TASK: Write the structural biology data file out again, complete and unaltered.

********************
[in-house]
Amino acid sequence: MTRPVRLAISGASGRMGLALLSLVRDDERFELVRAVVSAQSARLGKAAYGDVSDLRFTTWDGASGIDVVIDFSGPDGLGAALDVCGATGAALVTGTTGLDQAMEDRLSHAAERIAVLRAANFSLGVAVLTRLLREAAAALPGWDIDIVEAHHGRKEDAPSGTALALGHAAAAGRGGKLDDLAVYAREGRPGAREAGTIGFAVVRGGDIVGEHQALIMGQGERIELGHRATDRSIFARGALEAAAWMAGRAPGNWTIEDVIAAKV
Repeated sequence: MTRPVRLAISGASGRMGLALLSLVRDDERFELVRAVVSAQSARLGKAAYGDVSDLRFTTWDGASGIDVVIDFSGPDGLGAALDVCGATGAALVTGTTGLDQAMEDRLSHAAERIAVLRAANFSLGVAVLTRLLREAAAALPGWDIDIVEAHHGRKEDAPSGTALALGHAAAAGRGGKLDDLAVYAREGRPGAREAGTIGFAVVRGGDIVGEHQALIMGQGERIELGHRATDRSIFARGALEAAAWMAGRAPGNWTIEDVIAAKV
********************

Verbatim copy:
[in-house]
Amino acid sequence: MTRPVRLAISGASGRMGLALLSLVRDDERFELVRAVVSAQSARLGKAAYGDVSDLRFTTWDGASGIDVVIDFSGPDGLGAALDVCGATGAALVTGTTGLDQAMEDRLSHAAERIAVLRAANFSLGVAVLTRLLREAAAALPGWDIDIVEAHHGRKEDAPSGTALALGHAAAAGRGGKLDDLAVYAREGRPGAREAGTIGFAVVRGGDIVGEHQALIMGQGERIELGHRATDRSIFARGALEAAAWMAGRAPGNWTIEDVIAAKV
Repeated sequence: MTRPVRLAISGASGRMGLALLSLVRDDERFELVRAVVSAQSARLGKAAYGDVSDLRFTTWDGASGIDVVIDFSGPDGLGAALDVCGATGAALVTGTTGLDQAMEDRLSHAAERIAVLRAANFSLGVAVLTRLLREAAAALPGWDIDIVEAHHGRKEDAPSGTALALGHAAAAGRGGKLDDLAVYAREGRPGAREAGTIGFAVVRGGDIVGEHQALIMGQGERIELGHRATDRSIFARGALEAAAWMAGRAPGNWTIEDVIAAKV